Vice-Chancellor, ladies and gentlemen.
Every graduation is the culmination of a story in its own right. If you will permit me a short digression, I would like to share mine with you today.
I graduated from Aberdeen University in the summer of 1986. That year was a bad one for the oil industry and there were none of the usual jobs to be had so I resigned myself, quite cheerfully it must be said, to a couple of months mooching around before I began my PhD. My mother, however, had other plans. She quickly found me a job – as a lavatory attendant. I am not sure why I had not considered that possibility myself. In fact, I am not sure you are allowed to say ‘lavatory’ in a graduation address. Anyway, it came to pass that on the morning of my graduation I opened up the ‘facility’, changed into my graduation gear, duly graduated and popped back to lock up at the end of the day.
My point is that for me it was a good day – graduation was more fun than my day job. But I did not appreciate at the time just what it meant for my parents. They missed my graduation – they had mixed up the dates and booked a holiday that they could not cancel. They were devastated to miss it, and at the time I did not really understand why they felt so strongly about it. Finally, now, as a parent, I do.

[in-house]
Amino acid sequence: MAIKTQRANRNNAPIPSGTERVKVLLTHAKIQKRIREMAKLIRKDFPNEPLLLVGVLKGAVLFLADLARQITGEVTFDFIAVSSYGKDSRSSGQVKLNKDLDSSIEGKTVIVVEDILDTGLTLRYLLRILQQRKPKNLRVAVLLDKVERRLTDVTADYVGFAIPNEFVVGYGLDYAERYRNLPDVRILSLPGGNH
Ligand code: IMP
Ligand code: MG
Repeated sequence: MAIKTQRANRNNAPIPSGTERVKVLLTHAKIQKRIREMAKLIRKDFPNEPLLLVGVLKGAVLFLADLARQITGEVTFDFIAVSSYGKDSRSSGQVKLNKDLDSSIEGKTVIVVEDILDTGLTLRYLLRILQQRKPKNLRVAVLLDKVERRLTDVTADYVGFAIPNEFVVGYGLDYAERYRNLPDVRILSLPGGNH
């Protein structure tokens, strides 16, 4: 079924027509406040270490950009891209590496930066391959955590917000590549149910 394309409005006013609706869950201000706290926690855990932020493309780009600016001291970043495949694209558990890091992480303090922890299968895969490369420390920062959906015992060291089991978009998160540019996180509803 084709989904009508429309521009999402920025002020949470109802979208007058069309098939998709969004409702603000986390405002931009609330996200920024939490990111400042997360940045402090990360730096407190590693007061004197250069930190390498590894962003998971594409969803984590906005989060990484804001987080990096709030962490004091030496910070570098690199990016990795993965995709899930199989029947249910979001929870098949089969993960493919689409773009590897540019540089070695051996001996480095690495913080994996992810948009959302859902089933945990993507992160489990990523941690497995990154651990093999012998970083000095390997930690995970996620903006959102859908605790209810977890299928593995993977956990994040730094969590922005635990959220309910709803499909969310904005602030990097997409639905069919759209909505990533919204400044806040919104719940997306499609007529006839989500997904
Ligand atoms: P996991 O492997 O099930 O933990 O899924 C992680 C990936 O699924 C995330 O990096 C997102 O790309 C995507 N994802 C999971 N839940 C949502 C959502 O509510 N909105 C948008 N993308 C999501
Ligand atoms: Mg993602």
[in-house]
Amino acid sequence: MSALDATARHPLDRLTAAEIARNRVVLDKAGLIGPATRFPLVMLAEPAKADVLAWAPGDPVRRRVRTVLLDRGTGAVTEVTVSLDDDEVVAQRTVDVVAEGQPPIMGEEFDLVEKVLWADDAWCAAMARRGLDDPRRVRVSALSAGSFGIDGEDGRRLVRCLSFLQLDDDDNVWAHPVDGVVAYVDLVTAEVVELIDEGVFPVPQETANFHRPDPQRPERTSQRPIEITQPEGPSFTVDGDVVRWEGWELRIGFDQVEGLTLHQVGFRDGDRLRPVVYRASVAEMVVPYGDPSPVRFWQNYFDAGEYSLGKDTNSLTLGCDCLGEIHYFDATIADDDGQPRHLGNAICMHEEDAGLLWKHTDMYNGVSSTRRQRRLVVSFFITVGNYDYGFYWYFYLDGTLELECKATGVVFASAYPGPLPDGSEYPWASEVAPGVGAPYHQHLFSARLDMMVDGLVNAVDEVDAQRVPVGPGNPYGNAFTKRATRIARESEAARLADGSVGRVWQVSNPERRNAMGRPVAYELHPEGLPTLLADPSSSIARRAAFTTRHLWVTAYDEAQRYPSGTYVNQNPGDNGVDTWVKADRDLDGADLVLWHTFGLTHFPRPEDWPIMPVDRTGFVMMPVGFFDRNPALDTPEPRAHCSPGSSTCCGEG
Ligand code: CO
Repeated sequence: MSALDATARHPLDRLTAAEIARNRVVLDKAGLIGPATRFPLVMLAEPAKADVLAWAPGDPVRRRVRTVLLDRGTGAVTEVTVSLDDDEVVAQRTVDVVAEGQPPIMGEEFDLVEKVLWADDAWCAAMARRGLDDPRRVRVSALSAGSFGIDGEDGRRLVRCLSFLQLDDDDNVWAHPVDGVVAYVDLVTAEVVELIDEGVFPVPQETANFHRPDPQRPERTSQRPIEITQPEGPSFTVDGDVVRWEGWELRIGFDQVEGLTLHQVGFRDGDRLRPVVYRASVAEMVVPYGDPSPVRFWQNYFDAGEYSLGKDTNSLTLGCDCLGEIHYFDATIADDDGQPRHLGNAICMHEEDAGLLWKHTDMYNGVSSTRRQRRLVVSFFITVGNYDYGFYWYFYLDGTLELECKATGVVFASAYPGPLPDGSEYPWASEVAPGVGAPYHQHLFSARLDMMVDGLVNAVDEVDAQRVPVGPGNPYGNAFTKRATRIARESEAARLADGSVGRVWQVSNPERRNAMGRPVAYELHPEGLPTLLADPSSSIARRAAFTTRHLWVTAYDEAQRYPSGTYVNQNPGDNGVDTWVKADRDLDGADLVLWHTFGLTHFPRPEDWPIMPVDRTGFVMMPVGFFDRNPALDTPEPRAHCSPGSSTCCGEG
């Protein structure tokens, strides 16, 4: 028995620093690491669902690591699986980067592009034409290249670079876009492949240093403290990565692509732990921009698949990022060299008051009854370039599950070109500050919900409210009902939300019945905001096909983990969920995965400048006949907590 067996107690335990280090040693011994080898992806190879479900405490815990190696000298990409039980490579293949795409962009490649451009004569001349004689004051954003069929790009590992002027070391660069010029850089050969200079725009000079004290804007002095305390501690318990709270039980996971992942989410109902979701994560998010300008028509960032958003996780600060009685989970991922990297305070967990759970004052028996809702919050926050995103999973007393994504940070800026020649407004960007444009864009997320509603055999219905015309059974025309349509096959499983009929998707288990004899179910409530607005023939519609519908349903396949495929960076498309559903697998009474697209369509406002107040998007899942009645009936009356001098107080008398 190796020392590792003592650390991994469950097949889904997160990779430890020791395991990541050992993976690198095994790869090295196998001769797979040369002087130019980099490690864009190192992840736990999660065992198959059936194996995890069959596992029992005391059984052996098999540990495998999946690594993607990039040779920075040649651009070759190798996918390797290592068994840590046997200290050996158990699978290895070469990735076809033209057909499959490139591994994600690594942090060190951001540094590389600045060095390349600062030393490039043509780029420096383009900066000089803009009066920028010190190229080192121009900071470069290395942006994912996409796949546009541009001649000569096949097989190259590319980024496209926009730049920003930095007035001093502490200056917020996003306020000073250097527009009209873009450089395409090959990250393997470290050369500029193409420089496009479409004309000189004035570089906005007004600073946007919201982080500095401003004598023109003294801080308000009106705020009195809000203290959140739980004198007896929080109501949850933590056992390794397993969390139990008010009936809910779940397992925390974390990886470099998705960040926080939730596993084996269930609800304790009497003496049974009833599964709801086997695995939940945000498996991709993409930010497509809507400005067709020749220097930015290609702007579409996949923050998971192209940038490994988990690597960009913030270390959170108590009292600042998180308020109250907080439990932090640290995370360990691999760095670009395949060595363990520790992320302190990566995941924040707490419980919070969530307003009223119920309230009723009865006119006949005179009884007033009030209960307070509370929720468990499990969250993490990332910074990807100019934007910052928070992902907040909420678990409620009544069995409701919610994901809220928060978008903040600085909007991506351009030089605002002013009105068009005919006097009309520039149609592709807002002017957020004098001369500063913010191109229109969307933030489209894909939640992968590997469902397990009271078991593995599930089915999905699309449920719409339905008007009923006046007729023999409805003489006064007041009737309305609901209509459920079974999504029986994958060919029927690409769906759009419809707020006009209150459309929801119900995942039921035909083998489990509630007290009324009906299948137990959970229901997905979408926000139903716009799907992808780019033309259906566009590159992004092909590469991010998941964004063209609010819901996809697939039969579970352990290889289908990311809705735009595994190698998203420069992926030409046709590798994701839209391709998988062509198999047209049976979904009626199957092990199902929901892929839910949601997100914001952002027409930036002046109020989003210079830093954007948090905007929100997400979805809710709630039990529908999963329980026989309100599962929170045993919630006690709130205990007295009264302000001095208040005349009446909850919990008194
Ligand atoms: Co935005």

For our new graduates, this is the culmination of a three, four or five year course, and it feels pretty good. For the parents and loved ones in the back of the hall this is the culmination of more than twenty years that may have occasionally felt like an assault course. For them, it may seem like yesterday that you took your first steps; and let’s face it, most of us arrive at university as children.
And what of the people before you on the stage? We academics are increasingly asked to demonstrate the impact that our work has beyond the academic realm. In other words, what relevance do we as academics have in the real world? And before you rush to answer that, consider the possibility that our biggest impact comes from you – the students who arrive each year as schoolchildren and leave as adults, with an education and the means to make your mark on the wider world.
Graduates, you can feel the pride and pleasure radiating out from your family and friends behind you, and your lecturers in front of you. You are surrounded. Get out of the bubble. Use the skills and knowledge you have gathered in your time here at St Andrews. Get out there and make us all proud.
Professor White is pictured with Rector Catherine StihlerUniversity news